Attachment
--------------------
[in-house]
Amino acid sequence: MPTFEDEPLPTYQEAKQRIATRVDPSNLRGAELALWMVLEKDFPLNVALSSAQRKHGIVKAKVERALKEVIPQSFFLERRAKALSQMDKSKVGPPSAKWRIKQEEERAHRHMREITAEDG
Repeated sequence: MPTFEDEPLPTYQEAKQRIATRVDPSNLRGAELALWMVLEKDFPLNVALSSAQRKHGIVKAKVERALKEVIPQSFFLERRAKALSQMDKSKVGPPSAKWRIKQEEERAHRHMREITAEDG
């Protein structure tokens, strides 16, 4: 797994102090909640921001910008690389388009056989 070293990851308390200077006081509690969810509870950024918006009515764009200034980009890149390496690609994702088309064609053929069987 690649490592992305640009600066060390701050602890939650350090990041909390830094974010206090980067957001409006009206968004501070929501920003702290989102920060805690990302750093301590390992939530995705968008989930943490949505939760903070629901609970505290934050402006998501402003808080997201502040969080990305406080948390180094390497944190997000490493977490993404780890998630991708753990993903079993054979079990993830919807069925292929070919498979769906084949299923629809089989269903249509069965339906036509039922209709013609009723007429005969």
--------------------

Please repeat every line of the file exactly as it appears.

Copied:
[in-house]
Amino acid sequence: MPTFEDEPLPTYQEAKQRIATRVDPSNLRGAELALWMVLEKDFPLNVALSSAQRKHGIVKAKVERALKEVIPQSFFLERRAKALSQMDKSKVGPPSAKWRIKQEEERAHRHMREITAEDG
Repeated sequence: MPTFEDEPLPTYQEAKQRIATRVDPSNLRGAELALWMVLEKDFPLNVALSSAQRKHGIVKAKVERALKEVIPQSFFLERRAKALSQMDKSKVGPPSAKWRIKQEEERAHRHMREITAEDG
């Protein structure tokens, strides 16, 4: 797994102090909640921001910008690389388009056989 070293990851308390200077006081509690969810509870950024918006009515764009200034980009890149390496690609994702088309064609053929069987 690649490592992305640009600066060390701050602890939650350090990041909390830094974010206090980067957001409006009206968004501070929501920003702290989102920060805690990302750093301590390992939530995705968008989930943490949505939760903070629901609970505290934050402006998501402003808080997201502040969080990305406080948390180094390497944190997000490493977490993404780890998630991708753990993903079993054979079990993830919807069925292929070919498979769906084949299923629809089989269903249509069965339906036509039922209709013609009723007429005969």